Scammers hit online car sales

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Buying a car online can help you avoid a lot of the headaches associated with buying a car from a traditional brick-and-mortar dealership. Instead of enduring high-pressure, face-to-face sales tactics often used by car sales staff, car buyers can negotiate and arrive at a deal over email, and walking away from a deal is as simple as not answering an email.

But online car shopping can entail some serious risk. The Internet Crime Complaint Center, a partnership of the FBI, the National White Collar Crime Center and the Bureau of Justice Assistance, released a briefing on fraud associated with online car buying.

It highlights a number of tactics online scammers are using to swindle car buyers:

  • The motivated seller — A scammer posts a car at a below-market price, posing as military personnel or an employee who’s being relocated by their company. When buyers want to inspect the car in person, they claim they’re too busy or that the car is in another location because of their imminent move, convincing seller to transfer them money for a car that doesn’t actually exist.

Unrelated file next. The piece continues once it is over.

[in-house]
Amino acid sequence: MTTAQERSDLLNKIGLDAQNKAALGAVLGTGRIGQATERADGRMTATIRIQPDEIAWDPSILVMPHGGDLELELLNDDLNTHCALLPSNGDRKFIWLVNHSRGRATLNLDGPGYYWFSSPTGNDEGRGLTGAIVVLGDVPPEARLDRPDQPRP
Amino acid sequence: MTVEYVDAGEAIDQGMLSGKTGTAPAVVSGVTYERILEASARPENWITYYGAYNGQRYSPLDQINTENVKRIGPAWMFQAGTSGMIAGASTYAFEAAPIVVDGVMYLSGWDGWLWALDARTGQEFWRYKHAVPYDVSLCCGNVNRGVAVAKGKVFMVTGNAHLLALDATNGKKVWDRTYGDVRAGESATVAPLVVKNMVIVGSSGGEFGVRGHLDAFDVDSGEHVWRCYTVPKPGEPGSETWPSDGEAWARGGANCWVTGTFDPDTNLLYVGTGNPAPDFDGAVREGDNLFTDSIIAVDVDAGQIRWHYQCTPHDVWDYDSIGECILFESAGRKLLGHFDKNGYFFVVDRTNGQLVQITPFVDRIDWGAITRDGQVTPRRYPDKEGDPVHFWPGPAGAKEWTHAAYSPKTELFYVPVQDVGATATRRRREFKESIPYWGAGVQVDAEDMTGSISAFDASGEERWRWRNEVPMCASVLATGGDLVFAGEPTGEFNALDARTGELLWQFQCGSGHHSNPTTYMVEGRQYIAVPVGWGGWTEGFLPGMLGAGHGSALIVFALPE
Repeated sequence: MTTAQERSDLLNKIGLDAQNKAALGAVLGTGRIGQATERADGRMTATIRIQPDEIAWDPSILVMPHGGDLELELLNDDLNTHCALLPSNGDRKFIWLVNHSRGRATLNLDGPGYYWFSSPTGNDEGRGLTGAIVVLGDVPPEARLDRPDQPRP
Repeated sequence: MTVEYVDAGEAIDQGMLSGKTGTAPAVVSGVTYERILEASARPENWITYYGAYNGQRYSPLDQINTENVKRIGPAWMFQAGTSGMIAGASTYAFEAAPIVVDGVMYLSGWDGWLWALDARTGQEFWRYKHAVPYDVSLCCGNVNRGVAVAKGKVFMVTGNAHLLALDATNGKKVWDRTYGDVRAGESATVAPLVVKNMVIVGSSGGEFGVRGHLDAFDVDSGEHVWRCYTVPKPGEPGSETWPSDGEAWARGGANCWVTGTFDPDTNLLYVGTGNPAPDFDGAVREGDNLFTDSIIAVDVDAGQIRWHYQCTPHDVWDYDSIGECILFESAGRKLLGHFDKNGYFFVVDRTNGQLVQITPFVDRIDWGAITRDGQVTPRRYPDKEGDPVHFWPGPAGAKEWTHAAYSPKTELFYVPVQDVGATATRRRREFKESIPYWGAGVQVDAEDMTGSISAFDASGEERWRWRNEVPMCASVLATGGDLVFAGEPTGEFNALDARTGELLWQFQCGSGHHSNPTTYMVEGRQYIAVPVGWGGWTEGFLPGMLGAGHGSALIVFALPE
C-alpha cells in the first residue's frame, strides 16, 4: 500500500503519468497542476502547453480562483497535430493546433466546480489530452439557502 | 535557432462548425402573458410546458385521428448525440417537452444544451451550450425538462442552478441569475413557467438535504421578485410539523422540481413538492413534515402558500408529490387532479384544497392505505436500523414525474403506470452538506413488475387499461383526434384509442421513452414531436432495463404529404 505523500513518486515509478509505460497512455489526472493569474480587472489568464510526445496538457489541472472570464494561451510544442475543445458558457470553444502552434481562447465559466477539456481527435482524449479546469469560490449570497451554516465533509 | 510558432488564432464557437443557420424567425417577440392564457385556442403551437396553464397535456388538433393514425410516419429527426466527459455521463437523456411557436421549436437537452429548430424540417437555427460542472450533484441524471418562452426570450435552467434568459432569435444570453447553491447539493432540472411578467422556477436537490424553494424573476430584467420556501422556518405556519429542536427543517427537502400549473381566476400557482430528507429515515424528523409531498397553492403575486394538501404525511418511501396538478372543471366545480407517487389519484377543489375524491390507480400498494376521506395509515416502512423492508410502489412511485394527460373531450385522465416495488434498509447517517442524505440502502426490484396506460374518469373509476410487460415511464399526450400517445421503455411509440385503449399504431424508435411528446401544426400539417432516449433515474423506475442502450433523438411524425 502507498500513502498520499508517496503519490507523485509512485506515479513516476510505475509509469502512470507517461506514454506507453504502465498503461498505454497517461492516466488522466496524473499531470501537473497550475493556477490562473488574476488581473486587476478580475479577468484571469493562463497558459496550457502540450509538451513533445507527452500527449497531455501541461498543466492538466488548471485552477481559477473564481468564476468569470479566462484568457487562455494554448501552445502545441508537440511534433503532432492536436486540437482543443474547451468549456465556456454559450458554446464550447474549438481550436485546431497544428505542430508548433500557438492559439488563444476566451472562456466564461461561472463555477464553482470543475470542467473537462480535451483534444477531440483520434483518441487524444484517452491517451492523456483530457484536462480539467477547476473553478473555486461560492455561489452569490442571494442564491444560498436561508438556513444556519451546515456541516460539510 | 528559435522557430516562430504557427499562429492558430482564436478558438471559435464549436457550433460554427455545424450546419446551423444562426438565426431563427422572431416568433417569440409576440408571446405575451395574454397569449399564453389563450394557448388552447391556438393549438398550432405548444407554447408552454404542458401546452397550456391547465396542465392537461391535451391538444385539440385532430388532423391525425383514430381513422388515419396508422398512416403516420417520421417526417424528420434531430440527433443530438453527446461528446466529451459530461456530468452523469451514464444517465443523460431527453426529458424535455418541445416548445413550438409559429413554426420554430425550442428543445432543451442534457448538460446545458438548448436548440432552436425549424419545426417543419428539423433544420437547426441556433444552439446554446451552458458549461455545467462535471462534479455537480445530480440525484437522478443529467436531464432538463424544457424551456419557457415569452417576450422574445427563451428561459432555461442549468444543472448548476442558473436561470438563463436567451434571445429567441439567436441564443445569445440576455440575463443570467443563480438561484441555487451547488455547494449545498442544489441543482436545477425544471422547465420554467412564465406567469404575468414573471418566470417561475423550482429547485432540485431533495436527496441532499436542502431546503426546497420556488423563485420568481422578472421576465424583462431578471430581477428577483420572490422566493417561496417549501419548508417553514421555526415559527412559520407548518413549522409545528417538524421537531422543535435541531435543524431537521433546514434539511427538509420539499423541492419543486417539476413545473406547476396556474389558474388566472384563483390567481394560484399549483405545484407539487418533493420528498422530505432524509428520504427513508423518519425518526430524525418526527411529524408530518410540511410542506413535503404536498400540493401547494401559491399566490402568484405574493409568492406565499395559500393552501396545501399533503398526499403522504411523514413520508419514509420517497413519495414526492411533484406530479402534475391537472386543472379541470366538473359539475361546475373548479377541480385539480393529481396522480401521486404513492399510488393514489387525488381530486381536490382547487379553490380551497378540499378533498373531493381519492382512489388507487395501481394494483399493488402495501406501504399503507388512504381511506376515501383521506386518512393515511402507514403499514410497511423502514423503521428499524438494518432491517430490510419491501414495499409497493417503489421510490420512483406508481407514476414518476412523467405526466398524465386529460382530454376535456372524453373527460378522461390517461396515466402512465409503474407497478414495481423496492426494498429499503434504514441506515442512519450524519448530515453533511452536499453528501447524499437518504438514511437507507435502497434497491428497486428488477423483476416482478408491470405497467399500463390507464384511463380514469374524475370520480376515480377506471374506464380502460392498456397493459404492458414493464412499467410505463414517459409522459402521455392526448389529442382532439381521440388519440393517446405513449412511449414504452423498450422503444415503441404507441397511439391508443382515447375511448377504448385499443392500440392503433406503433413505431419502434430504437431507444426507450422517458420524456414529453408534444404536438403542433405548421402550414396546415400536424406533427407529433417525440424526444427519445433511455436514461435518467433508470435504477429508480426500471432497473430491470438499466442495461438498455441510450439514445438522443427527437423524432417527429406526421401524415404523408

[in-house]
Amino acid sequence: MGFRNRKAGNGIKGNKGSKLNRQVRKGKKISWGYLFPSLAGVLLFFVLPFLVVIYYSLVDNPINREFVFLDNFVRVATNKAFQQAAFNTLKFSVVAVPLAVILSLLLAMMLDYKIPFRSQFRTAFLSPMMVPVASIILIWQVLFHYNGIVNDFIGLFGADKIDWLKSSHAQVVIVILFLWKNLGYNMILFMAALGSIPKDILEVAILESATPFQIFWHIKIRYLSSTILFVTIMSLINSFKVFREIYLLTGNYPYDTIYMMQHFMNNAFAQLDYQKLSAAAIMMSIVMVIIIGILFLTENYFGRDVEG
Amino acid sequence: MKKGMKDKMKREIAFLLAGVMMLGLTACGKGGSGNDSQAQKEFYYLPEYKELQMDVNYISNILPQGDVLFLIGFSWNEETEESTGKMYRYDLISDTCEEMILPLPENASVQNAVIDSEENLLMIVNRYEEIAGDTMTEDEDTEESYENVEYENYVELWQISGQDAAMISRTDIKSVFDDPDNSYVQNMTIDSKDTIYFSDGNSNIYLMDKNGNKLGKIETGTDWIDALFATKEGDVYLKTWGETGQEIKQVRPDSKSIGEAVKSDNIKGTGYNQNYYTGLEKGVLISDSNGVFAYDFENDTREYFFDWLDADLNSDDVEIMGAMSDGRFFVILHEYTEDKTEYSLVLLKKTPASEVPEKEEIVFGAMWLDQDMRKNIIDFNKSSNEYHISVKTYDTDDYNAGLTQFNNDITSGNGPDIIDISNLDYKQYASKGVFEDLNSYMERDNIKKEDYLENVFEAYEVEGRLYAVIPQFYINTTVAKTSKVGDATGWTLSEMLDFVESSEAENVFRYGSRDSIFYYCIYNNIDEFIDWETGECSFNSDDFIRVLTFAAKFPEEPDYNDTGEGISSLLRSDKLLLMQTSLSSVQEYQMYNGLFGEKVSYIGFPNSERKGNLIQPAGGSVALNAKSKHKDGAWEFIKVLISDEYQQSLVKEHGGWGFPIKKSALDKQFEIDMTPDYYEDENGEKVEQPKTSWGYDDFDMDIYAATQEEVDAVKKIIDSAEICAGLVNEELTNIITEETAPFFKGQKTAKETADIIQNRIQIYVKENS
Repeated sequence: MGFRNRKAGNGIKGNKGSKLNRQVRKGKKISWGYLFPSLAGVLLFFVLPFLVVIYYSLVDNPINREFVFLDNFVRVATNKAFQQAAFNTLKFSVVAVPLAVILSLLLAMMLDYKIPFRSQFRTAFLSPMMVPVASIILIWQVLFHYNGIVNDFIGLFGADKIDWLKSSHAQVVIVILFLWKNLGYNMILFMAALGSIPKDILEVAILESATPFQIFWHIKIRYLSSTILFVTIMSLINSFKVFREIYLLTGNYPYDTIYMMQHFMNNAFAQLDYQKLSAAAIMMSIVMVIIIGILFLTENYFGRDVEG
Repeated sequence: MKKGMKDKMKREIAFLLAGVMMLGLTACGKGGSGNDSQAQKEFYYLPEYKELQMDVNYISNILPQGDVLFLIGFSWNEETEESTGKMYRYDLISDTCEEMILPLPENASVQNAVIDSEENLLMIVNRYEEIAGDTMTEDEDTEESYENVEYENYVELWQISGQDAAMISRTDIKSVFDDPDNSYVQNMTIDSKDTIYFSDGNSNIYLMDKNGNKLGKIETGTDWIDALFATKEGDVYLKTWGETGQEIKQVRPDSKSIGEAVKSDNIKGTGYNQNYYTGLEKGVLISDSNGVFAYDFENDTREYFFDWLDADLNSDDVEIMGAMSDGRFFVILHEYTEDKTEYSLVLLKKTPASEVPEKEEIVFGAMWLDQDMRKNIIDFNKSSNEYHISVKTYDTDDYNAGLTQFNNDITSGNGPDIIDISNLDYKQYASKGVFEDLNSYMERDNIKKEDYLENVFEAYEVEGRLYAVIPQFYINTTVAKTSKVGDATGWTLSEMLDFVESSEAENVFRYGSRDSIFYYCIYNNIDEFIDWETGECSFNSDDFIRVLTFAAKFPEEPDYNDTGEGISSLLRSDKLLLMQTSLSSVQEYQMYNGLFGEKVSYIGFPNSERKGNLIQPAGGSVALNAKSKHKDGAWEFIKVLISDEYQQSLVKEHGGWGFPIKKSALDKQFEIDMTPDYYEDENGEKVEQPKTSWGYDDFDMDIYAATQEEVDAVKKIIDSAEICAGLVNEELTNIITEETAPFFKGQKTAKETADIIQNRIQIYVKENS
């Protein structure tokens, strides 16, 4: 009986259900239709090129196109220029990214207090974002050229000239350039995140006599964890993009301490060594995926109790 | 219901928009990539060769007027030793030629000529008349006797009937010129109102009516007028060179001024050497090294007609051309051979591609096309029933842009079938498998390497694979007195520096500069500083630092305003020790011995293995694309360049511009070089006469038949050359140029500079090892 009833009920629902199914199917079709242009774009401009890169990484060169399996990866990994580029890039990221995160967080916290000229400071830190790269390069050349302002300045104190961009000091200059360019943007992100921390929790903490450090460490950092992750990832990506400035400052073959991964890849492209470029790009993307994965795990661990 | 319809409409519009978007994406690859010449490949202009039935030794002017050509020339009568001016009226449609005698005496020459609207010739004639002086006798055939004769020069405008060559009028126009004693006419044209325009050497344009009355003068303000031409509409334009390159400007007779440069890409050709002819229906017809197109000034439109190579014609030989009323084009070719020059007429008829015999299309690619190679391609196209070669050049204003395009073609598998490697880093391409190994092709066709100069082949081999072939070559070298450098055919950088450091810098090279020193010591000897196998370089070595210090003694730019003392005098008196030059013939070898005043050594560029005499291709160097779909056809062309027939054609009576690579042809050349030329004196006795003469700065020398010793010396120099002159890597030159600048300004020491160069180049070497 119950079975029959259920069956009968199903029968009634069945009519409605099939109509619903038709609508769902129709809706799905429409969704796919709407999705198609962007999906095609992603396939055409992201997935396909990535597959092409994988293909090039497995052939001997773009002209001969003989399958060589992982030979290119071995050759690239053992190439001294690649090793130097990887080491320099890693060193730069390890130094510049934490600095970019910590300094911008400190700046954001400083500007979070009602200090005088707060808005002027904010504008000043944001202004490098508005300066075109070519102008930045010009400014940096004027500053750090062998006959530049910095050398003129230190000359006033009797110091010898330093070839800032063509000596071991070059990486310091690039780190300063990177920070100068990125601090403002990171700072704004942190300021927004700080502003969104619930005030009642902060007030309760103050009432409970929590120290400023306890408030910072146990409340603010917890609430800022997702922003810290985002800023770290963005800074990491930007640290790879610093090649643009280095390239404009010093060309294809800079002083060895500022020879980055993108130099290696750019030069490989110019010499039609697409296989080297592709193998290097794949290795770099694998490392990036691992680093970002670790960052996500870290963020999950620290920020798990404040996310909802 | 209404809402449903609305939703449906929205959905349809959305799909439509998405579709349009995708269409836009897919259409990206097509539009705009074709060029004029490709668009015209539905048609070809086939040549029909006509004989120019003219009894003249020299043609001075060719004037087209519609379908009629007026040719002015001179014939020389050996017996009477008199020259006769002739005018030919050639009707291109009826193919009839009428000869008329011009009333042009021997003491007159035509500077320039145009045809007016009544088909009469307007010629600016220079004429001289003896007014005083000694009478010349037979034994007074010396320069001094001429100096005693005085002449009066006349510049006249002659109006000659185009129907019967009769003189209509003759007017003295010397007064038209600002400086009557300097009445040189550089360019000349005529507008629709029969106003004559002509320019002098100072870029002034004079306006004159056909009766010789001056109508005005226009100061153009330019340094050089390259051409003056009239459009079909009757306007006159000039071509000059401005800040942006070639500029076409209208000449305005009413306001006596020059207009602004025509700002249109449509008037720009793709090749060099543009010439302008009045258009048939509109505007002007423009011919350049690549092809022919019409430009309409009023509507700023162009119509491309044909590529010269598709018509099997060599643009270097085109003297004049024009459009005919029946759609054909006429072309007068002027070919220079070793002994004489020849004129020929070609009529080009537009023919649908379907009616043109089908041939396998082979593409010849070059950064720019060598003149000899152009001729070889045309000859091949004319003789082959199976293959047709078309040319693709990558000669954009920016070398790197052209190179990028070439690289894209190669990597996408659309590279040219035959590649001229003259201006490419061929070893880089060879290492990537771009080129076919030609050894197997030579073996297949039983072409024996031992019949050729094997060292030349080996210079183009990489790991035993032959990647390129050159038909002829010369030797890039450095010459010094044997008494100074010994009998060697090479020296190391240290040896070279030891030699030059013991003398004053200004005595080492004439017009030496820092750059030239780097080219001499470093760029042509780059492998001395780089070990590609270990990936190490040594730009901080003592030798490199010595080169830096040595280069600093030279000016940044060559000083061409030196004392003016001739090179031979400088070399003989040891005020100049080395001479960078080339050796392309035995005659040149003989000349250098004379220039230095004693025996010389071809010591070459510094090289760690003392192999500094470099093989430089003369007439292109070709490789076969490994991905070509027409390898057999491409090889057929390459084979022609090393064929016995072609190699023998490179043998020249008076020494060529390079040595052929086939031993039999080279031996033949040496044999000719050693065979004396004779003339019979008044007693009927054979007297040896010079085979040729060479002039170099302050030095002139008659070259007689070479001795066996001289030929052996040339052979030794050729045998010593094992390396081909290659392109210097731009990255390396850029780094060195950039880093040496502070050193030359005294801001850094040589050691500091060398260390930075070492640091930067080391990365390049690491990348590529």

• Brand hijacking — Criminals claim “buyers” of their nonexistent cars will be protected by a legitimate program offered by a real company, such as eBay Motors’ Vehicle Protection Plan.
  • Live chats — A scammer posing as a company representative reassures a prospective victim over a live chat.
  • Payment bait and switch — Scammers demand to be paid via Western Union or MoneyGram rather than in person via check or through a legitimate auction house like eBay.

Just because there are scammers out there doesn’t mean car buyers should avoid looking for a car on the Internet altogether. But if you see any sign of the behaviors outlined above, you probably want to shut the deal down.

What do you think? Would you buy a car online?